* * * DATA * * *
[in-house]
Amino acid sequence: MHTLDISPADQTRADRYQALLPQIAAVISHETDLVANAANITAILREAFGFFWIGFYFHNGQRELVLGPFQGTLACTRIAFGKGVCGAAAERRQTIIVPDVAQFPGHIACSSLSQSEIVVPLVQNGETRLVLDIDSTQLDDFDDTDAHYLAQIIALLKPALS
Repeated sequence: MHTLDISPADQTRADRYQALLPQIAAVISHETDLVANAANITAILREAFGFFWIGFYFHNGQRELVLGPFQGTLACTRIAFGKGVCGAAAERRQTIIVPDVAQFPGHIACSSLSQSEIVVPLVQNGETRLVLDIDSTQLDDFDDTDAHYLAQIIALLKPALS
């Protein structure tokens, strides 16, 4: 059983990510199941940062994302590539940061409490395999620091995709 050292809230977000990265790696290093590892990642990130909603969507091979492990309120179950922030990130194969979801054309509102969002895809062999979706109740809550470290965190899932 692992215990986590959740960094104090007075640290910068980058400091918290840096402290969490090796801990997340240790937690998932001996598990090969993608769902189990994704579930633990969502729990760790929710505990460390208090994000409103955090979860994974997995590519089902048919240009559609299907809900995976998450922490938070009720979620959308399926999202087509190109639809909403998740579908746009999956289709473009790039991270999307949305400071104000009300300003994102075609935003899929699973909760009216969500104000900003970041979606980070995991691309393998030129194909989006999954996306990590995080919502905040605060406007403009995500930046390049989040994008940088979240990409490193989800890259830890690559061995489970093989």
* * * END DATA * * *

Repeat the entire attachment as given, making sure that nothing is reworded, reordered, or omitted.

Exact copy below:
[in-house]
Amino acid sequence: MHTLDISPADQTRADRYQALLPQIAAVISHETDLVANAANITAILREAFGFFWIGFYFHNGQRELVLGPFQGTLACTRIAFGKGVCGAAAERRQTIIVPDVAQFPGHIACSSLSQSEIVVPLVQNGETRLVLDIDSTQLDDFDDTDAHYLAQIIALLKPALS
Repeated sequence: MHTLDISPADQTRADRYQALLPQIAAVISHETDLVANAANITAILREAFGFFWIGFYFHNGQRELVLGPFQGTLACTRIAFGKGVCGAAAERRQTIIVPDVAQFPGHIACSSLSQSEIVVPLVQNGETRLVLDIDSTQLDDFDDTDAHYLAQIIALLKPALS
């Protein structure tokens, strides 16, 4: 059983990510199941940062994302590539940061409490395999620091995709 050292809230977000990265790696290093590892990642990130909603969507091979492990309120179950922030990130194969979801054309509102969002895809062999979706109740809550470290965190899932 692992215990986590959740960094104090007075640290910068980058400091918290840096402290969490090796801990997340240790937690998932001996598990090969993608769902189990994704579930633990969502729990760790929710505990460390208090994000409103955090979860994974997995590519089902048919240009559609299907809900995976998450922490938070009720979620959308399926999202087509190109639809909403998740579908746009999956289709473009790039991270999307949305400071104000009300300003994102075609935003899929699973909760009216969500104000900003970041979606980070995991691309393998030129194909989006999954996306990590995080919502905040605060406007403009995500930046390049989040994008940088979240990409490193989800890259830890690559061995489970093989």